Community Education Council 24 members issued harsh words for Mayor Bloomberg’s educational policies at their first meeting following summer break this week, lambasting the city’s leader for what they said was more than a decade of attacks on parents and teachers.
“It’s been 10 years of the destruction of an entire school system, of taking away the voice of the parents,” said Nick Comaianni, president of the council that covers schools in Glendale, Ridgewood, Elmhurst, Maspeth, Middle Village, and Corona.
The criticism at Tuesday night’s meeting followed a statement from CEC 24 Superintendent Madelen Taub-Chan that the district’s standardized test scores dipped last school year – as happened across the state. About 29 percent of third- through eighth-grade students in District 24 tested at or above proficiency in English on standardized tests issued last year. About 34 percent of the same group tested at or above proficiency in math.
Queenswide, about 32 percent of students reached or surpassed proficient levels of English – down from 41 percent the year before, while 37 percent of pupils did the same in math. The year before, 46 percent of students tested at or above proficient levels for math.
Queens, and District 24, fared better than the city on average, and about 26 percent of city students passed the English tests, while 30 percent passed the math exams.
Bloomberg, city Schools Chancellor Dennis Walcott and state education officials said the drop in test scores was expected because the standardized tests were recently revamped to align with the standards of what is known as the Common Core – curricula that education officials say is more academically intensive and emphasizes deep analysis and problem-solving over short answers and memorization.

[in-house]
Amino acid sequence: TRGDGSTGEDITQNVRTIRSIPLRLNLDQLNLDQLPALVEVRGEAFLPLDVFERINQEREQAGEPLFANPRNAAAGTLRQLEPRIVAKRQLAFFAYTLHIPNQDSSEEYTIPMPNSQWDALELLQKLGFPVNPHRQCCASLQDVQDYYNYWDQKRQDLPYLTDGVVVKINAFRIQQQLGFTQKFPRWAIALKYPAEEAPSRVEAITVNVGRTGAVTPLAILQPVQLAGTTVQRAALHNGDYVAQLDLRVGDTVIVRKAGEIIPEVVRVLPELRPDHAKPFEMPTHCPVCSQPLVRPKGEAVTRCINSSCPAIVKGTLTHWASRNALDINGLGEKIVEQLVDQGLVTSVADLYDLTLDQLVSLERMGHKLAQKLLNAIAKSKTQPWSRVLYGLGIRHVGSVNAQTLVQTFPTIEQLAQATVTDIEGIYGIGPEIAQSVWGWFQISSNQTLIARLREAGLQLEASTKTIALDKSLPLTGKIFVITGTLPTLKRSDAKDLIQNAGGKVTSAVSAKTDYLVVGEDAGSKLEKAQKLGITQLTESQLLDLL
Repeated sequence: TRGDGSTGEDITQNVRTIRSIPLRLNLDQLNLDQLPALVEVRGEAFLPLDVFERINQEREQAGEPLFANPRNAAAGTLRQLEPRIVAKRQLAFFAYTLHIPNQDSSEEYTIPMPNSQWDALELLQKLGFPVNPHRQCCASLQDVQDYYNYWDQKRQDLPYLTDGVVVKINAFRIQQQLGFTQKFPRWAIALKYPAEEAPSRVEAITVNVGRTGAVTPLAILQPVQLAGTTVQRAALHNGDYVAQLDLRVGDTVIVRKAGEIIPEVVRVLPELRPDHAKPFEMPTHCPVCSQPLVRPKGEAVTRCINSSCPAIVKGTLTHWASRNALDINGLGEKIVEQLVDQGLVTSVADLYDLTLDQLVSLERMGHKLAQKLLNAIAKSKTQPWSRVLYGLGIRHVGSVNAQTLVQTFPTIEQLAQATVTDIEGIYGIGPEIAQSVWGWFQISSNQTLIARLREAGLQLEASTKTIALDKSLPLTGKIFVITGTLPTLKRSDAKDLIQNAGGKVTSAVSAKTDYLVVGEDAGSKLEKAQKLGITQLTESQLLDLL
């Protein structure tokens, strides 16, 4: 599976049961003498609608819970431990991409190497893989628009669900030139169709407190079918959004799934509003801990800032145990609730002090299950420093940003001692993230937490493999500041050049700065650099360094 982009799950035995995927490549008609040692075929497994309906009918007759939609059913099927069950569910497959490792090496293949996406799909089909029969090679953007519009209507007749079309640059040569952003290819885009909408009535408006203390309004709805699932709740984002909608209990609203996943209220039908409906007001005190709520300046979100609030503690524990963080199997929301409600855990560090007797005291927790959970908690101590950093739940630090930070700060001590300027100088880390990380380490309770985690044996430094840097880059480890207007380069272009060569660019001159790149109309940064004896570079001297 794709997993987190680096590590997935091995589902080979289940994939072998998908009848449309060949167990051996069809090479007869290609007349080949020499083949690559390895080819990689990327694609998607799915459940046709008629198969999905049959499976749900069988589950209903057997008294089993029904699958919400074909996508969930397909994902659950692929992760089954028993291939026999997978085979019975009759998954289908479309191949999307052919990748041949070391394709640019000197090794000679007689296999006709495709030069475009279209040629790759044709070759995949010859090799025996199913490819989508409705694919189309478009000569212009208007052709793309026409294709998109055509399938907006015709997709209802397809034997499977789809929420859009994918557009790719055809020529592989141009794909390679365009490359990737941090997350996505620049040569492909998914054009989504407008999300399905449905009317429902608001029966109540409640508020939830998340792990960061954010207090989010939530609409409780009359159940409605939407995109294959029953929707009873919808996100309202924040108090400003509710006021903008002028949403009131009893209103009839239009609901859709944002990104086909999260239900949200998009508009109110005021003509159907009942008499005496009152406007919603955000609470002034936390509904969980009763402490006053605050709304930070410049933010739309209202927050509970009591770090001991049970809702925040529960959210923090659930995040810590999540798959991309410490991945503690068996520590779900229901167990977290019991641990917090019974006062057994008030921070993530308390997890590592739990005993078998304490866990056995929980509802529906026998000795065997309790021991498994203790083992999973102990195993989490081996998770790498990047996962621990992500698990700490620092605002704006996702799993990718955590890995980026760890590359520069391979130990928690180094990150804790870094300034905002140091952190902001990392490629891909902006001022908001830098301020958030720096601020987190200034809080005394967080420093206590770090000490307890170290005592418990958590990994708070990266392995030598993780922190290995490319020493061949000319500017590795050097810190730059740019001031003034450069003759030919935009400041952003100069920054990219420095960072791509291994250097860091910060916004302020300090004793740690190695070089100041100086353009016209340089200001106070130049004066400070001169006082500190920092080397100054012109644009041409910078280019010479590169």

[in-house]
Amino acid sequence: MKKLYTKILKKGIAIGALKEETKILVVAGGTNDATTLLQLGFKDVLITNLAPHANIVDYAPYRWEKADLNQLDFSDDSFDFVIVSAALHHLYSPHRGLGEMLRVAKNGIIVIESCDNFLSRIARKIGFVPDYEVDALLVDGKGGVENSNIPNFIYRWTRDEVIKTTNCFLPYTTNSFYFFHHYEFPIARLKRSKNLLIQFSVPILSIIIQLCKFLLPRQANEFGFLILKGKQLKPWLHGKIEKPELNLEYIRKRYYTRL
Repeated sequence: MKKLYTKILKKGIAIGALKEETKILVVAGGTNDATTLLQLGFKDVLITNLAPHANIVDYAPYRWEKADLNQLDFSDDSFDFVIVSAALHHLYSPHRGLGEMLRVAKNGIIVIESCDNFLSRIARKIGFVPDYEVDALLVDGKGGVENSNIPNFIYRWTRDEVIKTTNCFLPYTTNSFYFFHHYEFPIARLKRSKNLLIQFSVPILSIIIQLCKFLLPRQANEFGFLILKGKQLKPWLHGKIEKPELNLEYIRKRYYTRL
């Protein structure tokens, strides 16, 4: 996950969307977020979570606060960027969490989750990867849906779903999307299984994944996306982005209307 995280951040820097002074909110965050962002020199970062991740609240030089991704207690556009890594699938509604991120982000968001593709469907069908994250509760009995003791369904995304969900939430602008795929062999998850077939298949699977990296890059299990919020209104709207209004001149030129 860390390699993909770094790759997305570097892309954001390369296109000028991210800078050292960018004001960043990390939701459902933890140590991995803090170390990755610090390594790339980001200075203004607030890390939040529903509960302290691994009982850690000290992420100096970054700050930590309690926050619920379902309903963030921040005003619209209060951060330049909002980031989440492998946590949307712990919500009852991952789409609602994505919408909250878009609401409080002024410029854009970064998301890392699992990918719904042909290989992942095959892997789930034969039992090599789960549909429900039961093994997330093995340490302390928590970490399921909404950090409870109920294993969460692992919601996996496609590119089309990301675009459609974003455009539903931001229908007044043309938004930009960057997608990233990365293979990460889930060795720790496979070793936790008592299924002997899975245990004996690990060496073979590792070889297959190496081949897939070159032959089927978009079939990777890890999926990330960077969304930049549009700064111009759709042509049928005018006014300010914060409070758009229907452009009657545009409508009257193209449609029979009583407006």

But, CEC 24 member Peter Vercessi said a number of problems plagued the tests last year that had nothing to do with more rigorous standards.
“Numerous students reported they found up to a dozen multiple choices where there were two answers so closely related that teachers said they could defend to the death two answers that could both be right,” Vercessi said.
The drop in test scores, CEC 24 members said, is indicative of Bloomberg’s failed education policies. Comaianni railed against mayoral control, which Bloomberg persuaded state legislators to pass not long after he took office in 2002 and which allowed him to take control of the city’s public school system. As the head of the school system, Bloomberg has focused on closing large neighborhood high schools and increasing an emphasis on standardized test scores – moves that have drawn ire in area across the city, and especially in Queens.
“The only thing that’s changed?” Comaianni asked at the meeting. “Morale is at an all-time low.
CEC 24 member Bill Kregler stressed the need to address overcrowding in District 24 – which has notoriously large class sizes in its schools, particularly in the Corona area.
“Teachers could teach better if they had smaller class sizes,” Kregler said.
Comaianni agreed with Kregler.
“We have schools bursting at the seams,” he said. “For years they said they’ll build a school with ‘x’ amount of seats, and we say, ‘That’s not enough.’ Then they say, ‘Sure, they will be.’ But they never are, and there are sites available to build on.’”
By Anna Gustafson